In Podmass, The A.V. Club sifts through the ever-expanding world of podcasts and recommends 10–15 of the previous week’s best episodes. Have your own favorite? Let us know in the comments or at firstname.lastname@example.org.
The guests on Box Angeles are getting increasingly high-profile. A couple of weeks ago, Mike Elder talked to Thomas Middleditch of Silicon Valley; this week, he chats with Lauren Lapkus—beloved by alternative-comedy fans for her prolific work on Earwolf and recognizable by millions (make that billions) for her roles in Orange Is The New Black and Jurassic World. It’s this omnivorous kind of career that makes the episode so likable. Lapkus doesn’t have the self-righteousness that afflicts so many comedians who started underground (which, is to say, all of them), nor does she give Elder the idea that she wants to be a Hollywood legend. She just likes to be creative and stay busy—traits shared by almost every other artist on Elder’s steadily growing podcast. It’s good to know that, even as the number of listeners and the fame of his guests increase, modesty, enthusiasm, and conviviality are still the primary hallmarks of the show.
The National Enquirer leak of Hulk Hogan’s explicitly racist sex tape rant scandalized the sports-entertainment community so thoroughly that his employer, WWE, scrubbed clean all website references to the six-time World Champion before the news even broke to the public. Cheap Heat responded to the controversy with a rare bonus episode that morning, a raw but insightful analysis of the Hulkster’s huge transgression and WWE’s bizarre decision to react how they always do—by feigning like they’d never done business with the guy in the first place. The hosts make no claims of authority on the situation, and they do talk circles around their feelings at times, but wrestling historian David Shoemaker’s unique ability to put these incidents in historical context is vital. Shoemaker and Peter Rosenberg pessimistically point out the apparent hypocrisy of WWE’s continued relationship with Donald Trump (who remains in the company’s Hall Of Fame, no less), and discuss the further pall this puts over professional wrestling’s well-documented lack of black World Champions. It’s Greg “The Virgin” Valentine, though, who steals this week’s show—a black man himself, Valentine thinks back to Hogan’s illustrious career as a good guy and wonders how young minority children can ever be sure anymore whether their hero is actually fighting for them.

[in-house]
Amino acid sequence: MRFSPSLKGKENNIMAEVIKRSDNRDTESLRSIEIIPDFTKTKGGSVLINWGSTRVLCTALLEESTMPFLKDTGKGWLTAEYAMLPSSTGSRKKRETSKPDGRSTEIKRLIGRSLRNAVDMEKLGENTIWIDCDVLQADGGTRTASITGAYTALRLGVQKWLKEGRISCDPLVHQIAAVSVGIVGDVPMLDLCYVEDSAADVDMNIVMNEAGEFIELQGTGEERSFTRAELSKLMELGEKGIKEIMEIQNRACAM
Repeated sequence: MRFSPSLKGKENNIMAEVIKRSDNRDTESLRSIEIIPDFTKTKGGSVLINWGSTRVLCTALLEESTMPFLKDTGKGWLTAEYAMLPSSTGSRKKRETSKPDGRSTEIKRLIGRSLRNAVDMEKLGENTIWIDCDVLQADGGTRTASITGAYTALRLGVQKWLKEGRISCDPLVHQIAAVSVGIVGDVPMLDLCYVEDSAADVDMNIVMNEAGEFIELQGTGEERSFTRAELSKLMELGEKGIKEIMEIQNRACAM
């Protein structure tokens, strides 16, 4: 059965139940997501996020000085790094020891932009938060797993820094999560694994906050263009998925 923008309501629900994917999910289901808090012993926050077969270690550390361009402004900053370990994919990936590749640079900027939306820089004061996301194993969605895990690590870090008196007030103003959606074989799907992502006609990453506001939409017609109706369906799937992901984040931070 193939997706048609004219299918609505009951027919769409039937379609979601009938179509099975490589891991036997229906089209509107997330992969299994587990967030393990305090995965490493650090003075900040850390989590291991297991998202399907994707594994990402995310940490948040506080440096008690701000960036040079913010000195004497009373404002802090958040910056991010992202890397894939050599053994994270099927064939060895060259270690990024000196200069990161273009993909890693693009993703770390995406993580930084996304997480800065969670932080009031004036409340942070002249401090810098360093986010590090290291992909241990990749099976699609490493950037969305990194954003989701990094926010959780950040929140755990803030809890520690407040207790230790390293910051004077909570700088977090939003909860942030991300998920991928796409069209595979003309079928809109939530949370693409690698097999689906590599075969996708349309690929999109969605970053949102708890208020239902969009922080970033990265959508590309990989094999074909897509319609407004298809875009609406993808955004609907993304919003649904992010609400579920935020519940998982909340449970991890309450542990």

The Faculty Of Horror
Jesus Wept: Hellraiser (1987) and Hellbound: Hellraiser II (1988)
Andrea Subissati and Alexandra West are always at their best when discussing films near and dear to their hearts. (For a counter-example, look to last episode, where they quickly ran out of ways to say how much they disliked World War Z.) So this month’s installment finds the pair delving into the sexual politics of Clive Barker’s masterpiece Hellraiser (and its intriguing sequel, Hellbound: Hellraiser II) with joyful abandon. While their discussion on the function of desire feels a little too brief, it’s made up for by the passion they clearly have for these films, and the extensive background knowledge they bring to the subject. (Subissati, in particular, has published work on the movie.) Plus, August is their summer break, so this is the last episode until school starts again. Come for the horror talk, stay for their respective impressions of Pinhead. (A villain who’s getting a lot of attention right now.)